Aerobic exercise is a popular way to increase cardiovascular endurance and lose fat. To maintain lean muscle tissue, and to build strength, people weight train. These are the most important components of any fitness program. There are actually three key elements. Unfortunately, flexibility training is often overlooked.
Flexibility training has many benefits:
- This allows for greater mobility and better posture
- Relaxation of the mind and body.
- Soreness and muscle tension are released
- This reduces the chance of injury
Some people are more flexible than others. Flexibility can be attributed to genetics, gender and age. People lose flexibility as they age, mostly due to inactivity but also because of the aging process. You are less likely to be flexible if you are less active. Regular training will increase flexibility, just like cardiovascular endurance and muscle strength.
Stretch for Success
Warm up before you start stretching. Cold muscles can increase the risk of injury. Start with a low-intensity, simple warm-up such as walking slowly and swinging your arms in a large circle. Warm up for at least 5-10 minutes before you start stretching. For anyone starting an exercise program, it is recommended to do gentle static stretches after exercising and dynamic stretches before you start.
Perform a static stretch
- Slowly exhale and take a deep, long breath. Then stretch the muscle until it reaches a point of tension.
- You can hold the stretch for up to 15-30 seconds. Then, you can relax and continue the stretch two to four times more.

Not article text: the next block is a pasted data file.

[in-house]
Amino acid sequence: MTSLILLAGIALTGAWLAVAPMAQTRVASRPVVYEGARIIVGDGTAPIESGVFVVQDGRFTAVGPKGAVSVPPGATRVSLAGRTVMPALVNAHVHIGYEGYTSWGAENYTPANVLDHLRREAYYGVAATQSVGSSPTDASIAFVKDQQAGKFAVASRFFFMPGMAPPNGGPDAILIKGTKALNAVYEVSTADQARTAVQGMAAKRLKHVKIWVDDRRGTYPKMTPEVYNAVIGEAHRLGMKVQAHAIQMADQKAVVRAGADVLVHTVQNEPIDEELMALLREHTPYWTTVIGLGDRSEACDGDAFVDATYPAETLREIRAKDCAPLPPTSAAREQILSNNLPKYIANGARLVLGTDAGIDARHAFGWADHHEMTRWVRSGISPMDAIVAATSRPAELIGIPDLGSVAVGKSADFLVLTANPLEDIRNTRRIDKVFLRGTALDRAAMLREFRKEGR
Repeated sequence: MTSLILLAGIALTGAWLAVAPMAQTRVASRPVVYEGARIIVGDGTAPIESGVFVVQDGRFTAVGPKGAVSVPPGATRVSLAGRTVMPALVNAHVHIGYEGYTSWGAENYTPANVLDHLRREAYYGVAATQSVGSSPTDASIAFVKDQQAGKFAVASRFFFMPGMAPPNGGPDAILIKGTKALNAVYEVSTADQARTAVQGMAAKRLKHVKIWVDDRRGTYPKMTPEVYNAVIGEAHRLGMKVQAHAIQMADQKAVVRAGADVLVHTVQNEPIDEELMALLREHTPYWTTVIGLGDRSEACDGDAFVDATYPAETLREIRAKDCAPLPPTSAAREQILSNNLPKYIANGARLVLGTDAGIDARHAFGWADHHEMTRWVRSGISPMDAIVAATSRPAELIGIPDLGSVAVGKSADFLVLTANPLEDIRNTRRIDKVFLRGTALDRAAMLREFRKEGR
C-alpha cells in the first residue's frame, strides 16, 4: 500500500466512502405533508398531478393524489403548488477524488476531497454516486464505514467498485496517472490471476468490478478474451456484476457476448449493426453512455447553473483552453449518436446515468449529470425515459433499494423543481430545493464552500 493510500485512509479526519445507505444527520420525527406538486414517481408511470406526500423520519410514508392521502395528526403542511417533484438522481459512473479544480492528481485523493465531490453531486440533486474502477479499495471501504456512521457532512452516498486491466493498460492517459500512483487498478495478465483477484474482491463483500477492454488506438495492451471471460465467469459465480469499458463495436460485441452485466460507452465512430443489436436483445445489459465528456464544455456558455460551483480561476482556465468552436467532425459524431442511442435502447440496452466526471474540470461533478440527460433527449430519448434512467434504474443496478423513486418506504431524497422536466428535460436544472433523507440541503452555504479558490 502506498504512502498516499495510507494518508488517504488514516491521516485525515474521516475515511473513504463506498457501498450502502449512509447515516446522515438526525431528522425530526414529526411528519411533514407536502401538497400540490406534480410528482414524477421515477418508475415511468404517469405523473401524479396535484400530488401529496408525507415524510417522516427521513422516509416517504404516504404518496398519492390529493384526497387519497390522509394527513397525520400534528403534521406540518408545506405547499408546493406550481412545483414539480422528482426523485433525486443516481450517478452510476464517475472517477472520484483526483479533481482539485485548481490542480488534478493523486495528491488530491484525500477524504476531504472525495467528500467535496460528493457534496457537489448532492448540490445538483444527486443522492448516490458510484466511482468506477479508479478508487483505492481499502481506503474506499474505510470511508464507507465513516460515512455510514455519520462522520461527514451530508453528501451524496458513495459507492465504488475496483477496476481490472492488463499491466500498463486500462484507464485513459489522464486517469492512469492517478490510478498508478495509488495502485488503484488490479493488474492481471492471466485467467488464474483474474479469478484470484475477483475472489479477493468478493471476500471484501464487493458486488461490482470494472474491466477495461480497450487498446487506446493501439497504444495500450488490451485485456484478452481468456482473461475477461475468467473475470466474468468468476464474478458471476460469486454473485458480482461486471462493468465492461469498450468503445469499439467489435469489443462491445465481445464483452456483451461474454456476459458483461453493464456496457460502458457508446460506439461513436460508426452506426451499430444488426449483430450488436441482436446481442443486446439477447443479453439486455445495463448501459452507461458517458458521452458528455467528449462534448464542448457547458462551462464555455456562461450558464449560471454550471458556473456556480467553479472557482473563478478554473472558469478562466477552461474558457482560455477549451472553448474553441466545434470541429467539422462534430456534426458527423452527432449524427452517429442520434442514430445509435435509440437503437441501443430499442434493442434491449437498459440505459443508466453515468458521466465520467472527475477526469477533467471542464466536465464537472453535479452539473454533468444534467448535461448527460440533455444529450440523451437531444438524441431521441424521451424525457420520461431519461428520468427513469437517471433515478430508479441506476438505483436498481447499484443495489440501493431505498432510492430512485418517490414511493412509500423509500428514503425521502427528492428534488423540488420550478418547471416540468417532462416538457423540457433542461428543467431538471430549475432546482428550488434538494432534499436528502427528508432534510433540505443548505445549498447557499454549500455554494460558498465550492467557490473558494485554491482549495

- The more complex dynamic stretches should be taught by a qualified professional.
- These are the most common stretching errors:
- Do not bounce on a stretch. It is easier to hold a stretch and it is safer.
- Do not stretch a muscle that has not been warmed up.
- Do not strain or push muscles too hard. If you feel the stretch is causing pain, relax.
- During the stretch, don’t hold your breath. Continue to breathe normally.
Fitting Stretching into a Compact Schedule
Many people are limited by time and don’t have the time to stretch. Many people complain that they don’t have the time or energy to stretch. Others rush out of fitness classes before cool-down exercises are over.
Flexibility training should be done at least three times per week for 30 minutes. Even five minutes of stretching after an exercise session can help reduce muscle soreness. All aerobic activity should be followed up with at least five minutes of stretching.
These are some ways to fit stretching into a busy schedule.
- You don’t need to warm up before you start stretching. Instead, take a quick shower or soak in the hot tub and do some stretches right after. Hot water raises the body’s temperature and makes it more open to stretching.
- Before you get out of bed, do a few simple stretches. You can wake yourself up by doing a few full body stretches. This will help you clear your mind and jump-start your day.
- You can take tai-chi or yoga to stretch. Scheduling classes can help you stick to a regular stretching program.
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